In an interview on NPR Tuesday morning, Cosmopolitan editor-in-chief Joanna Coles talked about our culture's double-standard on men's interests versus women's interests. Asked if there's a contradiction between how her magazine depicts women (see the latest cover below) and the career advice it gives (like how to negotiate a higher salary), Coles said the following:
I think that women's lives are multilayered. I have no problem understanding that women are interested in mascara and the Middle East. Men are allowed to talk about sports relentlessly and yet we still take them seriously. I don't understand why women can't talk about fashion, or sex, or love, or wanting more money and not be taken as seriously as men.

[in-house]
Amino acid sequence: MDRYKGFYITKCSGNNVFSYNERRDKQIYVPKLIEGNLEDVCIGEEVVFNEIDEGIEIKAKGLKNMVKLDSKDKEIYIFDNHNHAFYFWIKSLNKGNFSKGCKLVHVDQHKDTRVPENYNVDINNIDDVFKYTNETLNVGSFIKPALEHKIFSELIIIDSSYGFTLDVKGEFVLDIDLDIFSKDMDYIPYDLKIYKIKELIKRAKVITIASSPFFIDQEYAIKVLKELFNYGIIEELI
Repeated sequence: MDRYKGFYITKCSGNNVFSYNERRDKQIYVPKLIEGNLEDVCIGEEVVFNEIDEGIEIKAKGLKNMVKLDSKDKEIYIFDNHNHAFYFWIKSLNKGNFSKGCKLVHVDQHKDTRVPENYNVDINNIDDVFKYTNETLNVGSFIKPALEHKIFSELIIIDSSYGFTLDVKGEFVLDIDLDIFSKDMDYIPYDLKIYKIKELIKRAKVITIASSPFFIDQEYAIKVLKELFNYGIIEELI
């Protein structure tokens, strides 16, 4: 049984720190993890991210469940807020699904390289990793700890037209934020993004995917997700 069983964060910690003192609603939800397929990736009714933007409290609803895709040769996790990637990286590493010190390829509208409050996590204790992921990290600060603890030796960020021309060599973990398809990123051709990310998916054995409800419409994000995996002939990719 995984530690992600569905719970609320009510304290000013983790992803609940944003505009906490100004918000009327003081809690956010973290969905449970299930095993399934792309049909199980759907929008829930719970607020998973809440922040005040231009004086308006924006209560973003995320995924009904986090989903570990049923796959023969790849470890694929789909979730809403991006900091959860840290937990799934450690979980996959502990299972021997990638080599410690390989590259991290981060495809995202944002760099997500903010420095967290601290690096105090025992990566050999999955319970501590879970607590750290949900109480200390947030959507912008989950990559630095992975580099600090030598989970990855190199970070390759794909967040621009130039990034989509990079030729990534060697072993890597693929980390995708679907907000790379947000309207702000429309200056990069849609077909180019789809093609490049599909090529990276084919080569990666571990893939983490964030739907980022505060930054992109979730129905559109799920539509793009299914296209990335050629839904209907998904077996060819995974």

Coles may have been arguing on behalf of Cosmopolitan's recent entry into political coverage, but her point applies just as much to women in the workforce. Data backs Coles's assertion, and goes further to show how women's lives are the worse for it. As Bryce Covert has explained, a complicated mix of factors account for why women today still make an average 23 percent less than their male peers. One of these factors could be discrimination based on gender, which is a hard thing for researchers to measure precisely. But at least two studies from the Government Accountability Office and Cornell University economists suggest discrimination plays a role because the typical reasons for lower earnings, like experience and career choice, don't account for the entire gap in wages.